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The aim of this study was to evaluate the effectiveness of microwave-assisted extraction (MAE) as an environmentally friendly approach compared to conventional heat-reflux extraction (CE) for the isolation of fennel (Foeniculum vulgare Mill.) seed polyphenols and to assess the bioactivity of the obtained extracts. Water, ethanol (30%, v/v) and acetone (30%, v/v) were used as extraction solvents, and the extraction was carried out varying the temperature (40, 60 and 80 ℃), irradiation time (5 and 10 min) and microwave power (300 and 600 W). According to the total phenolic content (TPC), 30% acetone at 80 ℃ after 5 min of irradiation at 300 W proved to be the optimal MAE conditions for obtaining the highest yield of polyphenols. The phenolic profile of both extracts comprised 21 compounds, with cinnamic acids and flavonols being the most abundant. When compared to CE, the MAE extract showed a lower amount of TPC as well as the sum of all identified individual phenols, although both extracts showed similar antioxidant capacity. The antimicrobial activity of the extract with the highest phenolic content was weak, showing inhibitory activity only against Pseudomonas fragi, Shewanella putrefaciens and Campylobacter jejuni strains, while Gram-positive bacteria and yeasts were not sensitive to the extract.
... Dent i współpr. 24) , badając ekstrakty (napary) z szałwii, zauważyli, że ekstrakcja wodna wspomagana ultradźwiękami przez 11 min zwiększyła znacząco stężenie polifenoli w otrzymanych ekstraktach w porównaniu z ekstrakcją przez 30 min w łaźni wodnej z wytrząsaniem, wynoszące odpowiednio 4284,64 mg/100 g oraz 3493,34 mg/100 g. Autorzy przeanalizowali również stężenie flawonoidów w otrzymanych naparach, a ich wyniki korespondują z opisanymi w niniejszej pracy. ...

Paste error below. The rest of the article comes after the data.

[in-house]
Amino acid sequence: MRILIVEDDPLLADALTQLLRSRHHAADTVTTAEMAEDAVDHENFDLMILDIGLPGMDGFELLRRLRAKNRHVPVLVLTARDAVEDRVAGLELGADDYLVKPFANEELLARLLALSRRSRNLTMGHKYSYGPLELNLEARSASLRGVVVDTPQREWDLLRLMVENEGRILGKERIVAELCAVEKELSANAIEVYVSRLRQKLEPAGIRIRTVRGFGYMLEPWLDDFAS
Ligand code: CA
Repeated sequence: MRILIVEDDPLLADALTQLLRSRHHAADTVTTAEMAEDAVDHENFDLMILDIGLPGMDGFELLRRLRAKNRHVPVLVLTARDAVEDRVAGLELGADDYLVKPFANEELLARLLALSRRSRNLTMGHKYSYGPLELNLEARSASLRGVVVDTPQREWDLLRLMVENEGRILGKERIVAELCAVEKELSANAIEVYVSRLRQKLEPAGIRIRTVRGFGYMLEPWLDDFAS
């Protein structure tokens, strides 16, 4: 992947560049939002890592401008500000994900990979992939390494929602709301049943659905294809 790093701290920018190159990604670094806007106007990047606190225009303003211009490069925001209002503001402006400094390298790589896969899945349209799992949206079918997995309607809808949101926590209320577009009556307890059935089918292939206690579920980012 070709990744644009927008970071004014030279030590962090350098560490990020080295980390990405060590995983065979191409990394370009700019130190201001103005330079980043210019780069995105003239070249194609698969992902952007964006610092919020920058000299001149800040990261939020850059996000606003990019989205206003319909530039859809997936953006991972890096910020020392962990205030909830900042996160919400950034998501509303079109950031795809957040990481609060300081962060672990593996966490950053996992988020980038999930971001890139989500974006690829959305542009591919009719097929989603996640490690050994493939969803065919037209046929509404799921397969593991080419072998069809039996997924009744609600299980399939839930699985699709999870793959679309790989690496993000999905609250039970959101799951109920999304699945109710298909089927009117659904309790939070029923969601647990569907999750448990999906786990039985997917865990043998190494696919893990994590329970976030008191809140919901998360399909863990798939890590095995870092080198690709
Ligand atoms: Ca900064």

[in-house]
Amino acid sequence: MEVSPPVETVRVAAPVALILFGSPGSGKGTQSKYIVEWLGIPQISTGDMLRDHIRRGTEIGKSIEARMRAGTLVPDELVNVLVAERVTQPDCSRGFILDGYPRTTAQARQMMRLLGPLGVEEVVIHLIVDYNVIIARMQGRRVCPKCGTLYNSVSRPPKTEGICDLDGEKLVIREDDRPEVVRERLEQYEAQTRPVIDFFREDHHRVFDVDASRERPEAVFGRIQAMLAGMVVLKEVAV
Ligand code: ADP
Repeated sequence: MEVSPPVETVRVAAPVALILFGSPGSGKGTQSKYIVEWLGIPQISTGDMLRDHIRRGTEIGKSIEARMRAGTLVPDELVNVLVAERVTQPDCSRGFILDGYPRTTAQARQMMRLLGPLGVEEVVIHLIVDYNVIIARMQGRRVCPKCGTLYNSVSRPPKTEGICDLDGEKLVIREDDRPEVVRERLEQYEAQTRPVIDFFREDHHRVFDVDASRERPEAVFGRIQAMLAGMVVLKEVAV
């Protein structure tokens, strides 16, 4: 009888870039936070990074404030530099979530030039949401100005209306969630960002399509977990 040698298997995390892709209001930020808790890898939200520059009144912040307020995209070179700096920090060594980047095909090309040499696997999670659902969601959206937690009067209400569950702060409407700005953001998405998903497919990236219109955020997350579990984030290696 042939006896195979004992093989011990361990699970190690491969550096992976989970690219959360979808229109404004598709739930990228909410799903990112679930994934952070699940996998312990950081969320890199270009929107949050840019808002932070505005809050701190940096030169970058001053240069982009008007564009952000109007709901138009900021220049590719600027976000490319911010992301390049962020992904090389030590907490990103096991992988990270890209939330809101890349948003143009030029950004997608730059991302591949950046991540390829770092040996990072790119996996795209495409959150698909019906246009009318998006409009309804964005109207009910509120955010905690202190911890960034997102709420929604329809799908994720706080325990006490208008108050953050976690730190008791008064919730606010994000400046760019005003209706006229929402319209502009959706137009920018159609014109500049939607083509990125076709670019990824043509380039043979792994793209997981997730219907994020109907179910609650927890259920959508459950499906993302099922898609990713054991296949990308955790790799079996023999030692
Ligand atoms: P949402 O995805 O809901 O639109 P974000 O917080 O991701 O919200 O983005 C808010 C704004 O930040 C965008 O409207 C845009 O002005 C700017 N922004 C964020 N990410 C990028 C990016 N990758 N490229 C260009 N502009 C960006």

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... The range of parameters considered for this research was selected upon previous studies and literature reports focused on isolation of plant polyphenols [13,[15][16][17][18]. Additionally, extractions were carried out with three different solvents, water, 30% aqueous ethanol and 30% aqueous acetone. According to the literature reports [13,19,20], 30% aqueous ethanol and acetone solutions have been considered as effective solvents for both conventional and advanced extraction techniques for the isolation of plant polyphenols and were therefore compared with pure distilled water for their effectiveness in MAE of nettle leaves' polyphenols. Results of total phenolic content (TPC) determination in obtained nettle leaves extracts are shown in Table 1. ...